ajay

Actually he specifically is an evolutionary theorist: if you've spent thirty years studying and teaching evolutionary theory, and written two of the most famous and influential books on evolutionary theory, then you are an evolutionary theorist. Saying "oh well his first five papers were all about bird feeding behaviour" is a bit irrelevant tbh. Oxford, anyway, considers him enough of an evolutionary theorist to allow him to give evolutionary theory lectures to undergraduates.

dsquared

No, I think that if both your big influential books on evolutionary theory were popularisations of other people's research (and I hasten to add Dawkins has never as far as I'm aware claimed otherwise), and your other works weren't on evolutionary theory and you've not made a substantial contribution to the theoretical literature, then you're not an evolutionary theorist. Just as JK Galbraith, although he gave lectures on Keynes to Harvard undergrads, wasn't a macroeconomist.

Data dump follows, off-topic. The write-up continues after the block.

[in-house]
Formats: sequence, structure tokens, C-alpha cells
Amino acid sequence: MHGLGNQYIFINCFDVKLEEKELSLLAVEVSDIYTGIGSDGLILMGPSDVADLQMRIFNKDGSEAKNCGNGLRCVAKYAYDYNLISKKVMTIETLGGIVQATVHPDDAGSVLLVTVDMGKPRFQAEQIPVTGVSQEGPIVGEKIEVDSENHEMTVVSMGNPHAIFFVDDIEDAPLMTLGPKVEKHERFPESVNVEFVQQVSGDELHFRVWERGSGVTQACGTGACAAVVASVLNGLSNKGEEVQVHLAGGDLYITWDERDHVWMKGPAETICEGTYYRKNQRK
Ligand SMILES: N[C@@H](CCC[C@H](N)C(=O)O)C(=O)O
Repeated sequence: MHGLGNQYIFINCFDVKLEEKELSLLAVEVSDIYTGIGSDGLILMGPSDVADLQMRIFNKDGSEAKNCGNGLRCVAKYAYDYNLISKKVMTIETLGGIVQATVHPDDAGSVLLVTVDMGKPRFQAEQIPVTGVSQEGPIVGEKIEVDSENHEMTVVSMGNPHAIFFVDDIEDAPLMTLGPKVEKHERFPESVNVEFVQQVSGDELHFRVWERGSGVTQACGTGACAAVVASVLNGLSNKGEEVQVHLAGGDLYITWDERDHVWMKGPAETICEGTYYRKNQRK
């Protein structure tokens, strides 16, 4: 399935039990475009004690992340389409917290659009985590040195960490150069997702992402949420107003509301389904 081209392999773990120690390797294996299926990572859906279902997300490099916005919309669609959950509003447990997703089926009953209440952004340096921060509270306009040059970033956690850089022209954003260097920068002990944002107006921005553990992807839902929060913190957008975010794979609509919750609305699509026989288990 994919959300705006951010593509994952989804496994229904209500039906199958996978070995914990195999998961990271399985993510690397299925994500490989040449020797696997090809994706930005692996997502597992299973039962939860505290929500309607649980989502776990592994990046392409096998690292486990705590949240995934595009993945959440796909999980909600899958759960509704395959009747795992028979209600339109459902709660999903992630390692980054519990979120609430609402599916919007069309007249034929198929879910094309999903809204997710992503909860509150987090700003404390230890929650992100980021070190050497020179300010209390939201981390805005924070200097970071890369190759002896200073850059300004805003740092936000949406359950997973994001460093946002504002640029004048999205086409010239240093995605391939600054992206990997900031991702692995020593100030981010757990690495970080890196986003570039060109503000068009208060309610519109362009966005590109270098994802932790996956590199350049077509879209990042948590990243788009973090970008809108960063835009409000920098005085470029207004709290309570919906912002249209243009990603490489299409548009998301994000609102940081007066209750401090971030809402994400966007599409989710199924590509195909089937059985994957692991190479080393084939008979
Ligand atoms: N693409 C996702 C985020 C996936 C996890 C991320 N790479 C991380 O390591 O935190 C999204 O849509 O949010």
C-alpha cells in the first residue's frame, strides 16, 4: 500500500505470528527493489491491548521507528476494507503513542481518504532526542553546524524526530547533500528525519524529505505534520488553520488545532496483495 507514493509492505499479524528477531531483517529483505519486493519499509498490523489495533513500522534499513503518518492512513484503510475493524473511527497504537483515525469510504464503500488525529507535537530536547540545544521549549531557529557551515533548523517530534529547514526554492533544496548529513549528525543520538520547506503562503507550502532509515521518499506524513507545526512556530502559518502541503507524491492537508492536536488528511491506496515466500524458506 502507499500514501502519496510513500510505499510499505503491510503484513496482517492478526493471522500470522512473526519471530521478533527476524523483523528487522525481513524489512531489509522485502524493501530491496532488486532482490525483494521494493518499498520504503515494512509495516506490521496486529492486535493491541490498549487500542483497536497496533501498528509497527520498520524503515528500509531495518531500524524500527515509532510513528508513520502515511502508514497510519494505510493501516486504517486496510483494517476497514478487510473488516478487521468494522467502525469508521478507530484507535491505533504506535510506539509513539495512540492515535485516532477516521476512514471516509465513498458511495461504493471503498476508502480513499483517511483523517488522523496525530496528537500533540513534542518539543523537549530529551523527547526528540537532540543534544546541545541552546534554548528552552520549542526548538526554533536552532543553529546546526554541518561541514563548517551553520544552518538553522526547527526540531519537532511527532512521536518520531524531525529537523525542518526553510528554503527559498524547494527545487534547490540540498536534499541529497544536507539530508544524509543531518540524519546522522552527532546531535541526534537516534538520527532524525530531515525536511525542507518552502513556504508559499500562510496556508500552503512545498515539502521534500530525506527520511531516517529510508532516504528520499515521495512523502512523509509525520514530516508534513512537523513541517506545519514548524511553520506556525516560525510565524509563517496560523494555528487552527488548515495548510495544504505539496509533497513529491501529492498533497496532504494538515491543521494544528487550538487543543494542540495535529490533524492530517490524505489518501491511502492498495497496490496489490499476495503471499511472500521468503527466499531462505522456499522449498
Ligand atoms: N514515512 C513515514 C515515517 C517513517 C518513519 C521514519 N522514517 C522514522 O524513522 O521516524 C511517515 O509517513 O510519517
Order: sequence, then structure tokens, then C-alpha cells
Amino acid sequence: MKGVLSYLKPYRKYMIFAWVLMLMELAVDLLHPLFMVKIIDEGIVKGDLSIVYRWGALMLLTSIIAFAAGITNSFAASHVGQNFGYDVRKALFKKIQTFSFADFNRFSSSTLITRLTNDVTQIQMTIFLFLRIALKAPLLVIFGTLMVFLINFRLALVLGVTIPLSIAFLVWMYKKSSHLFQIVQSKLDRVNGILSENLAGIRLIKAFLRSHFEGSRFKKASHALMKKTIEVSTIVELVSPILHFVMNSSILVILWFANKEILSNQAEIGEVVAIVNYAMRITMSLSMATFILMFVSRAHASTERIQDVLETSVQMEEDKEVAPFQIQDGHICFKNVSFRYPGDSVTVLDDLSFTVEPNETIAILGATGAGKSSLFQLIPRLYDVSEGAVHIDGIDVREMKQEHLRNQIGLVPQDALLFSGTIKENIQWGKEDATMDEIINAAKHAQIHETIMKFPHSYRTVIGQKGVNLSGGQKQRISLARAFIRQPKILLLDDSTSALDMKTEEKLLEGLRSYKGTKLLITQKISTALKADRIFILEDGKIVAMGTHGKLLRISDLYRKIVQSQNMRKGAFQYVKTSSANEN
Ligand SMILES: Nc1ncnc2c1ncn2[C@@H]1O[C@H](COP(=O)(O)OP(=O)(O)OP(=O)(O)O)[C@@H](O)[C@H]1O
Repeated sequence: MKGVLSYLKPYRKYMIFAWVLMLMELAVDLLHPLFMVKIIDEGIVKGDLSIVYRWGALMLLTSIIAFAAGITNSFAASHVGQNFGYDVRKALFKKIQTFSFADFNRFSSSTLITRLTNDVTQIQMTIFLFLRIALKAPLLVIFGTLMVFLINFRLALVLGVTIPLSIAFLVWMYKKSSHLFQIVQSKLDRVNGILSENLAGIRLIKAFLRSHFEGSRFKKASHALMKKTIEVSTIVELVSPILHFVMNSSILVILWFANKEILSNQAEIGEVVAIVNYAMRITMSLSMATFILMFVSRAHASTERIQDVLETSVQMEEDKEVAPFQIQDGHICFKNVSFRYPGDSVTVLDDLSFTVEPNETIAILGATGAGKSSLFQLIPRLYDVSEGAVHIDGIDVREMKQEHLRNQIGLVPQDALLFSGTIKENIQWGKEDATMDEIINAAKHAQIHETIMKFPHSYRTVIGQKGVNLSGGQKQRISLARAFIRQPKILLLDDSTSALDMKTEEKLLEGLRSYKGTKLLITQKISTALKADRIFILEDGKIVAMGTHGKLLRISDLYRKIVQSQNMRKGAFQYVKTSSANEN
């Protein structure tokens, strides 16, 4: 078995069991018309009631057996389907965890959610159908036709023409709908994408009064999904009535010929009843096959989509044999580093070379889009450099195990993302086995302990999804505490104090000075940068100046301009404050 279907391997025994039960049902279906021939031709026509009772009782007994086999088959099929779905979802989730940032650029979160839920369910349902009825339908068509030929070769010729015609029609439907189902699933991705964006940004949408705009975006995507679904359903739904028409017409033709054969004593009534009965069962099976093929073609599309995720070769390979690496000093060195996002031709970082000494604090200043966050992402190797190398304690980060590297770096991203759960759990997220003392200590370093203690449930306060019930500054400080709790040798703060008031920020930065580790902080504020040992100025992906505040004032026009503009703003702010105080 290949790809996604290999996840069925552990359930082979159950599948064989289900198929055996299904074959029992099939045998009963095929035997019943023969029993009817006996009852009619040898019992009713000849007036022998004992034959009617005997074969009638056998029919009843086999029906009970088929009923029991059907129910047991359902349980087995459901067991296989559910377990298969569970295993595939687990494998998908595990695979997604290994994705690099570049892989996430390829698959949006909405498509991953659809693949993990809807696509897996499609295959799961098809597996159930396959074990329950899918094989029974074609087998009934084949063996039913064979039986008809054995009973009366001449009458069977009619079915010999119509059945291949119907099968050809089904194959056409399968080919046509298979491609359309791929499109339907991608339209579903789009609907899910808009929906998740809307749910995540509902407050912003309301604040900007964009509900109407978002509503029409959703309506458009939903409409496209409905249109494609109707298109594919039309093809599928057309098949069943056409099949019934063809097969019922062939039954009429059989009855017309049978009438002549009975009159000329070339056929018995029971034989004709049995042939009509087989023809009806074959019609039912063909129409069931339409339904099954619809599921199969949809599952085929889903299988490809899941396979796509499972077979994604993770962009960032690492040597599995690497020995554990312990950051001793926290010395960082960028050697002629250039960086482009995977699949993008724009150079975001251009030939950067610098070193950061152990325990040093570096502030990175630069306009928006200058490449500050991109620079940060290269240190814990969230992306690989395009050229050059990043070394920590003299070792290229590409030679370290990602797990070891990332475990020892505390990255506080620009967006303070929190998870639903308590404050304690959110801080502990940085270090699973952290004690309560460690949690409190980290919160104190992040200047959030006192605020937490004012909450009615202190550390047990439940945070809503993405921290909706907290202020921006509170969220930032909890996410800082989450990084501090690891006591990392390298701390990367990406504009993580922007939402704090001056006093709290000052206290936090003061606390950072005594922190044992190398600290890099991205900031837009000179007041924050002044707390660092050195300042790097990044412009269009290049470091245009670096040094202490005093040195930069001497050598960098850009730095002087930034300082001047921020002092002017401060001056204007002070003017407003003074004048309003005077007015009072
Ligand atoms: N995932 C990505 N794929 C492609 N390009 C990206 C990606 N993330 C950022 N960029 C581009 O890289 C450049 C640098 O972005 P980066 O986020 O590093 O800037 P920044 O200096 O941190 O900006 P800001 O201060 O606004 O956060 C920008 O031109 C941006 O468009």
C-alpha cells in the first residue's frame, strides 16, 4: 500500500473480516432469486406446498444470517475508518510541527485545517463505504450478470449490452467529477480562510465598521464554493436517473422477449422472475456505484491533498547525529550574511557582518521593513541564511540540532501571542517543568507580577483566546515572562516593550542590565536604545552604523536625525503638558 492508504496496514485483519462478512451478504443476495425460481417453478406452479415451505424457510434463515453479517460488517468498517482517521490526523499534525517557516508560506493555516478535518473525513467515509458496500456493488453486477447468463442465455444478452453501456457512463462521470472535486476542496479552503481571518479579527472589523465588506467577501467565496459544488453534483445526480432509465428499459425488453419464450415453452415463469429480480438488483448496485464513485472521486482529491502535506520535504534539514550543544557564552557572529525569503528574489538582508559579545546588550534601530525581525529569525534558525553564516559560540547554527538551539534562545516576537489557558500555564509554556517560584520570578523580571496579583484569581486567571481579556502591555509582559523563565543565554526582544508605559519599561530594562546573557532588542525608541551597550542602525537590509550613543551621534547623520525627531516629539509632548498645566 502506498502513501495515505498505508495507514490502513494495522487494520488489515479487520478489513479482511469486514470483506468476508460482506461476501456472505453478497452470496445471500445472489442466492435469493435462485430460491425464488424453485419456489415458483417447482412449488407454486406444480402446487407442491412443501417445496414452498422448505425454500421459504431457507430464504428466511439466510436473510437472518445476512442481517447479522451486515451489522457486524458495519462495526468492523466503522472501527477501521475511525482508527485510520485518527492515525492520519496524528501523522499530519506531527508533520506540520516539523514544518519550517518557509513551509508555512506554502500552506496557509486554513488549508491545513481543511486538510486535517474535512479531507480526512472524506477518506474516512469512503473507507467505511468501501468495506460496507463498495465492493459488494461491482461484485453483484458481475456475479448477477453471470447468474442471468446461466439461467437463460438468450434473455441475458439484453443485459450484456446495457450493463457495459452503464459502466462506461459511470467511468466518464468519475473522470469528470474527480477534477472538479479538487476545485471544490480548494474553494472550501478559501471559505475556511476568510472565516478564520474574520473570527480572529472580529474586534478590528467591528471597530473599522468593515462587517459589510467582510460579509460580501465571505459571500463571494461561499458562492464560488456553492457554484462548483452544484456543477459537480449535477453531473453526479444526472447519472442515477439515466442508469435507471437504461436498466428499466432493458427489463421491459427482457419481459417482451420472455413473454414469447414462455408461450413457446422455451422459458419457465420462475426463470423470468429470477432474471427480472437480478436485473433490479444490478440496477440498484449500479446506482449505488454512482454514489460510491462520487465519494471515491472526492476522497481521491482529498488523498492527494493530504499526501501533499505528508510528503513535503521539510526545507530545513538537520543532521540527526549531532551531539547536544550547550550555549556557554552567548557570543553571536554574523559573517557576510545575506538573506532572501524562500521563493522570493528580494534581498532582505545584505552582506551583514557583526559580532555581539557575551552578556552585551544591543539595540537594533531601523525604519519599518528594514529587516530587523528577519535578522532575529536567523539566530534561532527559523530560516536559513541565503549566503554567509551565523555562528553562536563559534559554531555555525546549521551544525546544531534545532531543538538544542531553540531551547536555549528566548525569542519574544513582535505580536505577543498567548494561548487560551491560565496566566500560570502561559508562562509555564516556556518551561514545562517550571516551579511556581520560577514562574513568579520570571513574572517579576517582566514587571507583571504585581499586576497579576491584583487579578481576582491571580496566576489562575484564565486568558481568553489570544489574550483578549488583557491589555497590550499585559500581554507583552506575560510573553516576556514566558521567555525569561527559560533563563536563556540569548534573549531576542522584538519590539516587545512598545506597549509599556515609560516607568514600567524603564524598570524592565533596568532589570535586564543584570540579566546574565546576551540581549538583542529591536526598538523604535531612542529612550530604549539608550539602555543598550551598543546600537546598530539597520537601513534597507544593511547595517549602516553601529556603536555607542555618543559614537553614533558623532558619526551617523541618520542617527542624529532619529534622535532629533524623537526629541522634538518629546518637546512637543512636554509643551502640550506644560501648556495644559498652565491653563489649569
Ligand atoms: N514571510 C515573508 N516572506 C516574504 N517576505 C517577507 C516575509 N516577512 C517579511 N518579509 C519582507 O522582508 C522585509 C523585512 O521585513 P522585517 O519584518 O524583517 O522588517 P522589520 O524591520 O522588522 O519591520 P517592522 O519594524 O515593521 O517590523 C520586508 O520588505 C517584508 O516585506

dsquared

(to clarify - I think Dawkins has made significant contributions in the form of the theory of the extended phenotype, the concept of the meme and the strong-adaptationist view of the genetic basis of evolution - albeit that I think the last two are pretty definitely wrong they're major contributions. But none of them really seem to be part of evolutionary biology, which I know to be a very mathematical field, having wasted nearly forty quid on a textbook which Paul Krugman once recommended as being quite like economics).